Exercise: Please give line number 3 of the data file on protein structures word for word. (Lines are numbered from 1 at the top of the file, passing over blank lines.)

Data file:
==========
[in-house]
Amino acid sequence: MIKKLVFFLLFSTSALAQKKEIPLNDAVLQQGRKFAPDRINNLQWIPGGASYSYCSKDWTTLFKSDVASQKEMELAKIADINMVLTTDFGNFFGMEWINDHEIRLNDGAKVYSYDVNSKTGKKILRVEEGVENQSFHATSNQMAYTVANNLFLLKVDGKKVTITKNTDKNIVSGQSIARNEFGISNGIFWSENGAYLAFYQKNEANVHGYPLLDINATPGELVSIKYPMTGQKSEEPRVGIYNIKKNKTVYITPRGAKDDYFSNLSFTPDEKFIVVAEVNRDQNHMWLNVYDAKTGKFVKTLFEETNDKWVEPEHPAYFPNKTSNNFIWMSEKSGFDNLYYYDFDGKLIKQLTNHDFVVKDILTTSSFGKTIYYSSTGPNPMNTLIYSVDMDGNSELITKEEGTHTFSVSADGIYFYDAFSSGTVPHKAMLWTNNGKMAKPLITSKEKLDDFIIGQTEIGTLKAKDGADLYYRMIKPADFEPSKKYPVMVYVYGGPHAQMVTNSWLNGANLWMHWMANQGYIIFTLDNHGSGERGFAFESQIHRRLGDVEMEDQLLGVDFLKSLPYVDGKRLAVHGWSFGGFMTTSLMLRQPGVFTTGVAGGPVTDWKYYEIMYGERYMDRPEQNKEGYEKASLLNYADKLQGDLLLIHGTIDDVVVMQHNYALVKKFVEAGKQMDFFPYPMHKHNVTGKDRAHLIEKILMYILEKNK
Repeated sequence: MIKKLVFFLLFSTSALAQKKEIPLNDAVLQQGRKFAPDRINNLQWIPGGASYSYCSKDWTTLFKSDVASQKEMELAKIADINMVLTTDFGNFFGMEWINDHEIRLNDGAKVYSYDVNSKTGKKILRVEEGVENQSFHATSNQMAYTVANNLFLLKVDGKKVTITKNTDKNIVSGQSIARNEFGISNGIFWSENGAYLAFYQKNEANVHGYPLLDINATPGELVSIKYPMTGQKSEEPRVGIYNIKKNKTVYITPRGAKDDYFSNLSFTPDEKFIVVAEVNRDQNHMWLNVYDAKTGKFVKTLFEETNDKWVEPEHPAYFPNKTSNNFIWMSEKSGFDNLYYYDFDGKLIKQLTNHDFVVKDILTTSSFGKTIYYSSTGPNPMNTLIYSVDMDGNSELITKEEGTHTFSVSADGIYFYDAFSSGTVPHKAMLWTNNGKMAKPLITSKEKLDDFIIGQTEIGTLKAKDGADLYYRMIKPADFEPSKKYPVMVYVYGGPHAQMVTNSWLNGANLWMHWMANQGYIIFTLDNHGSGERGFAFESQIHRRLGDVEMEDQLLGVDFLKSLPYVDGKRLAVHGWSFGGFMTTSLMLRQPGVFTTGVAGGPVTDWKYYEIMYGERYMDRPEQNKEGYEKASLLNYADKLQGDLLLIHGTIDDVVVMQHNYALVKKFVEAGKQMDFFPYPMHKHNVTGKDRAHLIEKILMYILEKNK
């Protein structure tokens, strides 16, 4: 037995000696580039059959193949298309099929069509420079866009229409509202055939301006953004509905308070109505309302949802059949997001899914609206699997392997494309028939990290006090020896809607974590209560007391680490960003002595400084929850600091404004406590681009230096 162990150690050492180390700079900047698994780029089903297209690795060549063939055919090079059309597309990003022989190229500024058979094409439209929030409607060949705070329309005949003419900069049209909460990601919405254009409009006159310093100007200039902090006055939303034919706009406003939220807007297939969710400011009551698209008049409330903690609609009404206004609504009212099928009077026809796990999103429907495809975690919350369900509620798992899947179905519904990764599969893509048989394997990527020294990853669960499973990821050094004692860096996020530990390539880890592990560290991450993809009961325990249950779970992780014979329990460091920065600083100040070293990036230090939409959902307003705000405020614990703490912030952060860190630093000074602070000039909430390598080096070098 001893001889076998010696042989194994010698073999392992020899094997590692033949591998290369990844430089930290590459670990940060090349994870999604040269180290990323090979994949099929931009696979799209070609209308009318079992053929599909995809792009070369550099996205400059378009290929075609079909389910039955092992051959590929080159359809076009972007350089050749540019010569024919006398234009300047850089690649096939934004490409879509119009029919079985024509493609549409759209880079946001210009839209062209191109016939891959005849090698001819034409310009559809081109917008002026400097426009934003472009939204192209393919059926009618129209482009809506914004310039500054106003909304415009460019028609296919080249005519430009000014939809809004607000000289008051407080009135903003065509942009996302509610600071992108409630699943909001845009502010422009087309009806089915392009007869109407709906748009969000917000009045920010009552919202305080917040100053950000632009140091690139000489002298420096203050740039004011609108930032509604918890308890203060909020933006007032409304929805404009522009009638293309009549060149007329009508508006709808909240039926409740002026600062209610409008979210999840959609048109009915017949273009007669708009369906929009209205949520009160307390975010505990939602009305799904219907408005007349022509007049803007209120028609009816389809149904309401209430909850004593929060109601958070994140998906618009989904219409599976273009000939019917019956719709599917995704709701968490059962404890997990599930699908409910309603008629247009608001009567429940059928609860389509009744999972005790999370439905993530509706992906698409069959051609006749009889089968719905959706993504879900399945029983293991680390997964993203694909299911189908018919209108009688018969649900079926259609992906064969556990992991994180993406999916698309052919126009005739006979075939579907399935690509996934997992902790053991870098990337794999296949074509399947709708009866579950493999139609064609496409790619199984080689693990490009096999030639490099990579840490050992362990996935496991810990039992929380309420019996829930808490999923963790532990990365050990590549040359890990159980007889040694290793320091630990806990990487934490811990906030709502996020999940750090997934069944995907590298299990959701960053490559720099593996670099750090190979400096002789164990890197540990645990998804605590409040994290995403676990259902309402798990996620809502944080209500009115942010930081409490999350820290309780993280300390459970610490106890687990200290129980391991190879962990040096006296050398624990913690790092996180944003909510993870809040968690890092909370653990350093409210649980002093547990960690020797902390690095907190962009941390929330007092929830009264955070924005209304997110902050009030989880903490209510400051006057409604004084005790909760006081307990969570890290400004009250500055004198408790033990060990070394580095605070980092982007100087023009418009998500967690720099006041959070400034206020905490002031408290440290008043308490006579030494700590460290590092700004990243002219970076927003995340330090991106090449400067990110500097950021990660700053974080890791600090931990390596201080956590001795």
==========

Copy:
Repeated sequence: MIKKLVFFLLFSTSALAQKKEIPLNDAVLQQGRKFAPDRINNLQWIPGGASYSYCSKDWTTLFKSDVASQKEMELAKIADINMVLTTDFGNFFGMEWINDHEIRLNDGAKVYSYDVNSKTGKKILRVEEGVENQSFHATSNQMAYTVANNLFLLKVDGKKVTITKNTDKNIVSGQSIARNEFGISNGIFWSENGAYLAFYQKNEANVHGYPLLDINATPGELVSIKYPMTGQKSEEPRVGIYNIKKNKTVYITPRGAKDDYFSNLSFTPDEKFIVVAEVNRDQNHMWLNVYDAKTGKFVKTLFEETNDKWVEPEHPAYFPNKTSNNFIWMSEKSGFDNLYYYDFDGKLIKQLTNHDFVVKDILTTSSFGKTIYYSSTGPNPMNTLIYSVDMDGNSELITKEEGTHTFSVSADGIYFYDAFSSGTVPHKAMLWTNNGKMAKPLITSKEKLDDFIIGQTEIGTLKAKDGADLYYRMIKPADFEPSKKYPVMVYVYGGPHAQMVTNSWLNGANLWMHWMANQGYIIFTLDNHGSGERGFAFESQIHRRLGDVEMEDQLLGVDFLKSLPYVDGKRLAVHGWSFGGFMTTSLMLRQPGVFTTGVAGGPVTDWKYYEIMYGERYMDRPEQNKEGYEKASLLNYADKLQGDLLLIHGTIDDVVVMQHNYALVKKFVEAGKQMDFFPYPMHKHNVTGKDRAHLIEKILMYILEKNK